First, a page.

The Fault in Our Stars by John Green

If you haven't read this book yet, you must go and buy it today. It's great. And the book trailer doesn't disappoint either. The split screen and music made me fall in love with this trailer just as much as the book.
The Girl Who Circumnavigated Fairyland in a Ship of Her Own Making by Catherynne M. Valente

The illustrations for both of her books (see next trailer) are beautiful and simply amazing. They are somewhat reminiscent of Brian Selznick, who we featured in our first list of trailers. The song is pretty great too.

Nov 13, 2012

Social Media for Everyone!

It's time for a quick social media round up. If you love Twitter, follow @ScarlettaPress and @Scarletta_Kids for tons of bookish fun and news. Twitter not your style? Like us on Facebook. And if you're more into images, well there's always Pinterest. We have 24 boards and thinking of new ones every day. For audio excerpts, activity videos, puppet shows, music, and more, go to our YouTube channel.

We really have something for everyone, so click on any of the links below and find a new way to connect with us!

1. Scarletta Twitter
2. Scarletta Kids Twitter
3. Facebook
4. Pinterest
5. YouTube

Nov 9, 2012

Katie and Aaron DeYoe: Illustrator Interview

Katie and Aaron DeYoe are probably the cutest pair of redheads you'll ever meet, not to mention incredibly talented illustrators. They met while studying graphic design at the Minneapolis College of Art and Design, and though they are both full-time graphic designers, they spend most of their free time drawing, doodling, painting, and printing. They also enjoy riding their serendipitously matching red Schwinns around Minneapolis.

We took a bit of time to chat with Aaron about their work on The Mighty Quinn, out in May from Scarletta Junior Readers, and how it's been working as a duo.


1. The Mighty Quinn is the first book that you’ve illustrated together. How has the experience been so far?

Really good! We have discovered that our process is mostly switching between art director and illustrator. Sometimes I will have a vision for a particular illustration that I know Katie can execute better than me...and vice versa.

2. What have you enjoyed most about it?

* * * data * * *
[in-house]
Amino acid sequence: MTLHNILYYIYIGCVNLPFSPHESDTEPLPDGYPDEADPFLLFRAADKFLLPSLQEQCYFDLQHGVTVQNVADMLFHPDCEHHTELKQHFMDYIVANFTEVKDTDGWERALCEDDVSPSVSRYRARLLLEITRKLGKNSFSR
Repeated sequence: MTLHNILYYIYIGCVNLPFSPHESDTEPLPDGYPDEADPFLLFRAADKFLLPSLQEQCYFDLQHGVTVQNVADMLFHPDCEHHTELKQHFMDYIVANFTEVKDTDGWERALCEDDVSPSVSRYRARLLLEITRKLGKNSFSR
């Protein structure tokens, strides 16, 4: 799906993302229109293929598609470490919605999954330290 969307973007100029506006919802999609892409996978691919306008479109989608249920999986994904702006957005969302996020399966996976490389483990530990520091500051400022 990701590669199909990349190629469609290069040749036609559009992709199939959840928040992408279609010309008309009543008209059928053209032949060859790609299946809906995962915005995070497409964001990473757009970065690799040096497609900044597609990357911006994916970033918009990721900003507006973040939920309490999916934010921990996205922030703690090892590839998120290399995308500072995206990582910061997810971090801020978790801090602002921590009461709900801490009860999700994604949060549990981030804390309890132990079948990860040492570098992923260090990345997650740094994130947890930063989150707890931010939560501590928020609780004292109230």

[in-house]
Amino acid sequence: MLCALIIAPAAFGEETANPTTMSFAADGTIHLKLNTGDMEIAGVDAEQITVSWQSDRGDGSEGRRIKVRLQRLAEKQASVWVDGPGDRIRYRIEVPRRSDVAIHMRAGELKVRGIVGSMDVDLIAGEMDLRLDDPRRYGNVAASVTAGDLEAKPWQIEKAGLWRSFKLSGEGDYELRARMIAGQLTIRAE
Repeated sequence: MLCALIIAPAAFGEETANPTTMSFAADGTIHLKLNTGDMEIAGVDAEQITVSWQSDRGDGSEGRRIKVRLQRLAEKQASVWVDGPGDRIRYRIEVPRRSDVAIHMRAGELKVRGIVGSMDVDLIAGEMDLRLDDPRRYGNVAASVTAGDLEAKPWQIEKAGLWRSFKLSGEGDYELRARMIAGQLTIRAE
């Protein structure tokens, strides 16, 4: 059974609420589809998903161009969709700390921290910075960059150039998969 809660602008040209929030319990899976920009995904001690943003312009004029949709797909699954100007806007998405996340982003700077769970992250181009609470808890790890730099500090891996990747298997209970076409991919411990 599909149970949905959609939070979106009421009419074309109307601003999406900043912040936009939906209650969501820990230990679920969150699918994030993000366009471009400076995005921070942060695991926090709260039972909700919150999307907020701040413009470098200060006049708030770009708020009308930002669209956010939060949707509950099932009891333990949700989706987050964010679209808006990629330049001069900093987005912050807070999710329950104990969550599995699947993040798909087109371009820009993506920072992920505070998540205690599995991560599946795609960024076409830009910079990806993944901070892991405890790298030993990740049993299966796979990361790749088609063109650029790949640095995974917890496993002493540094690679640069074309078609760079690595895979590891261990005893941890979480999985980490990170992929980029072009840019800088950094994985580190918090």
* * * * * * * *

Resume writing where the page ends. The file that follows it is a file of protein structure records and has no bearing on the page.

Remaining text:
Discovering how we work as a team. A long-term goal of ours is work collaboratively full time, and this project is helping us discover what that will be like.

3. Have their been unexpected challenges?

We set high expectations for ourselves, and struggle with that sometimes. Otherwise, nothing too unexpected.

4. Where did the style for the drawings come from? Is it a combination of your personal styles or does it lean toward one of your personal styles?

A lot of the "body language" that the characters convey in the illustrations are products of Katie's expertise. I will try to simplify her sketches down into hard, minimal lines. We tag-team a lot of the details and usually art direct each other.

6. What is your process for creating the illustrations? And what medium do you use?

Nov 1, 2012

We've Got a New Website!

It's the first day of November, and with the new month, not only are we beginning our reading period but we're proud to announce that we have a new website! Have you seen it? It features a running slide of new and upcoming books, imprint pages, author pages, press rooms for all your media needs, and even an online store so you can buy our books directly from us. Pretty neat, huh?

When we were thinking of how to redesign our site, we wanted to make sure that the spirit of who we are as a publisher stayed intact. But we've also grown a lot in the past few years--expanding the number of books we publish and expanding into the children's and junior reader's markets--and we wanted our new website to reflect our new direction.

Another big change is that we've created new logos. We wanted to rebrand ourselves to reflect how we've changed as a publisher. And in the next few days, you'll see our social media sites change to connect them with our new look. FacebookPinterestTwitterYouTube, and even this blog will use the new logos and colors to create a cohesive identity that is Scarletta.  Check 'em out:


So if you haven't already, go to the new and improved, and let us know what you think of our new look!